It is possible that a cat will eat the rabbit it kills. Rabbit kills aren’t common when there is easier prey, this isn’t the sort of creature that they can toy within the same way as a mouse. The best prey for cats is small creatures they can control and play around with. They can trap mice in their paws, let them go, bat them around, and then choose to kill or let them go. Rats aren’t common prey because they are much larger and will fight back. But, a rabbit could be a good meal for a cat if the opportunity arises.
7)Is it Normal For Cats to Eat Rabbits?
Some outdoor cats may go after a pet rabbit for fun, and may eat some of the animal, but it isn’t common. You may also find that there are partial remains of rabbits because the cat took the head and left the body. This is something that birds of prey do too. A large rabbit body is difficult to carry but the small head is full of nutrients in the brains and eyes.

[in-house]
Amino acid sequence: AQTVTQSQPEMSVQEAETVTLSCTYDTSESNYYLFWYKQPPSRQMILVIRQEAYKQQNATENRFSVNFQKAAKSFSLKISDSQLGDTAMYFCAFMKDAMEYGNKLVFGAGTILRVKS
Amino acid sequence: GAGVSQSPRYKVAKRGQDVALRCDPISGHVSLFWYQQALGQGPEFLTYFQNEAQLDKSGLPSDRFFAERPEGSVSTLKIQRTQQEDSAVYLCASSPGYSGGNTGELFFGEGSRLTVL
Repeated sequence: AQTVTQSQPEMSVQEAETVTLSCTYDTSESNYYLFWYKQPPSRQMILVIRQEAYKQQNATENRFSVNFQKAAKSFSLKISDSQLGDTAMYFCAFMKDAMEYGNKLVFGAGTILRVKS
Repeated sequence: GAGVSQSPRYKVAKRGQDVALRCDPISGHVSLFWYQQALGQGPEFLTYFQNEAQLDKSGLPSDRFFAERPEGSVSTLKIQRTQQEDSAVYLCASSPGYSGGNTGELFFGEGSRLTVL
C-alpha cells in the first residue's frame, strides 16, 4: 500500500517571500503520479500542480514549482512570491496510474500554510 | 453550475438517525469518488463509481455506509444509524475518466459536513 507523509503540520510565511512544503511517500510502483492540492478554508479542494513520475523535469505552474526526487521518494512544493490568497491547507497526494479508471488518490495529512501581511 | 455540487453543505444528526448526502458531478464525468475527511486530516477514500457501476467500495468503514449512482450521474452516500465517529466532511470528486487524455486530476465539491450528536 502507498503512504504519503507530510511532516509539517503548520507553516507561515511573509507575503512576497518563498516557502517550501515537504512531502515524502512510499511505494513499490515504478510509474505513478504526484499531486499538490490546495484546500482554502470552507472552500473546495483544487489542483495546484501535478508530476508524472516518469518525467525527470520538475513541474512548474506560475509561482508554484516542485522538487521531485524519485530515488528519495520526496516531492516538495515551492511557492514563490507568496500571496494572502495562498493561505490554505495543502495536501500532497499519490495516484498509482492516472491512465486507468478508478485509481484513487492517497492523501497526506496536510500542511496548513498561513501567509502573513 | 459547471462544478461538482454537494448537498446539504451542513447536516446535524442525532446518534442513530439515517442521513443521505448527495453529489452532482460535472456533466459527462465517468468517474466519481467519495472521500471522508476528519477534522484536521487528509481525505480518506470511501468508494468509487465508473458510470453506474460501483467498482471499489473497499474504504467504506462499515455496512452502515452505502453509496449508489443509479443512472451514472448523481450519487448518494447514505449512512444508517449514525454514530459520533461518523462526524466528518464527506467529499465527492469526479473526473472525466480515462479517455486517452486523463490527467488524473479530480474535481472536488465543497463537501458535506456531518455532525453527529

8)Why Does a Cat Eat Rabbits?
It is mostly feral cats that will kill and eat rabbits because well-fed domestic cats simply don’t need to. Why go to that level of effort when you have a good breakfast waiting for you in the morning? Feral cats need to take advantage of whatever they can get. This could mean stalking wild rabbits or getting into a hutch if they find a good opportunity. They may also find a way to make use of the whole rabbit body if they have kittens to provide for. If a domestic cat decides to eat a rabbit it finds, it could be a sign that they are lacking in important nutrients.